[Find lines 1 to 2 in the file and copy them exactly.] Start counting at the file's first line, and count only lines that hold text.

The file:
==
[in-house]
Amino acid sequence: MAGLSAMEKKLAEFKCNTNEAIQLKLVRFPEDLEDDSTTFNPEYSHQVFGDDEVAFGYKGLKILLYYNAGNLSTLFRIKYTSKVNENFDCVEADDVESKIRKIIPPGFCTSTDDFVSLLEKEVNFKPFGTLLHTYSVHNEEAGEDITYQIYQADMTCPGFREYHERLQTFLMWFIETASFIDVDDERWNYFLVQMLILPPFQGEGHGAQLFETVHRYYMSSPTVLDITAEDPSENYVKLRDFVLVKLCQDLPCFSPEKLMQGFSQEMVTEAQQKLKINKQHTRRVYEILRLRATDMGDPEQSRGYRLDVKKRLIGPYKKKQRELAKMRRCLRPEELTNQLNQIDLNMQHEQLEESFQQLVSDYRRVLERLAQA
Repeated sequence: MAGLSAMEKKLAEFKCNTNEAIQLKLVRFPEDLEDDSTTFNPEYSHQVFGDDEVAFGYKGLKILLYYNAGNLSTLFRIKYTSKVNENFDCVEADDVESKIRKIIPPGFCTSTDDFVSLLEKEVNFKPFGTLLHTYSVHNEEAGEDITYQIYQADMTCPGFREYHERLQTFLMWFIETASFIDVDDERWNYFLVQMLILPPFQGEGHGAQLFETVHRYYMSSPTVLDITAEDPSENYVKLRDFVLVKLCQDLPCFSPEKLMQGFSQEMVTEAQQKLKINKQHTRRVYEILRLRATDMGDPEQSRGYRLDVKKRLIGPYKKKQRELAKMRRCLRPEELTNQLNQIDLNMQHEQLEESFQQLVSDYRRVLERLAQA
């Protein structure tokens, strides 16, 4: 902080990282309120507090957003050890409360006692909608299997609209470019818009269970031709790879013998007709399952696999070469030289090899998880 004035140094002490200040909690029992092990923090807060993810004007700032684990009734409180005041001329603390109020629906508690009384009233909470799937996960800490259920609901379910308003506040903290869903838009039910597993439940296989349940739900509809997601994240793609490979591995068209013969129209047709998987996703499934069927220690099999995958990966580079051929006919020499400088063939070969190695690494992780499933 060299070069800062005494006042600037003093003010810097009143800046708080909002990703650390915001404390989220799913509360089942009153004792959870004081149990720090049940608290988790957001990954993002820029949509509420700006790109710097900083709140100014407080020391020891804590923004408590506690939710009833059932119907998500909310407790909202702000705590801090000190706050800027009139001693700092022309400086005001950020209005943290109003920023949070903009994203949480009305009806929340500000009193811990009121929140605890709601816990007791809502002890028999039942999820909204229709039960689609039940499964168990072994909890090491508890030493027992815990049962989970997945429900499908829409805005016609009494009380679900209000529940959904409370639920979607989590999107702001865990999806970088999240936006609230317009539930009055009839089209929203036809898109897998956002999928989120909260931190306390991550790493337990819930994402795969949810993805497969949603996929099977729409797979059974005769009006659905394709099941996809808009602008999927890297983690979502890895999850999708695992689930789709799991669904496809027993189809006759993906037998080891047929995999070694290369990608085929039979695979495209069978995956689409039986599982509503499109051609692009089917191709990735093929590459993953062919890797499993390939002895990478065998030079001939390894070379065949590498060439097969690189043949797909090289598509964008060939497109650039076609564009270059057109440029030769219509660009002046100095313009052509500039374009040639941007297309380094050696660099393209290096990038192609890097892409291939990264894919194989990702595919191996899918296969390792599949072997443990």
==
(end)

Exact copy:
[in-house]
Amino acid sequence: MAGLSAMEKKLAEFKCNTNEAIQLKLVRFPEDLEDDSTTFNPEYSHQVFGDDEVAFGYKGLKILLYYNAGNLSTLFRIKYTSKVNENFDCVEADDVESKIRKIIPPGFCTSTDDFVSLLEKEVNFKPFGTLLHTYSVHNEEAGEDITYQIYQADMTCPGFREYHERLQTFLMWFIETASFIDVDDERWNYFLVQMLILPPFQGEGHGAQLFETVHRYYMSSPTVLDITAEDPSENYVKLRDFVLVKLCQDLPCFSPEKLMQGFSQEMVTEAQQKLKINKQHTRRVYEILRLRATDMGDPEQSRGYRLDVKKRLIGPYKKKQRELAKMRRCLRPEELTNQLNQIDLNMQHEQLEESFQQLVSDYRRVLERLAQA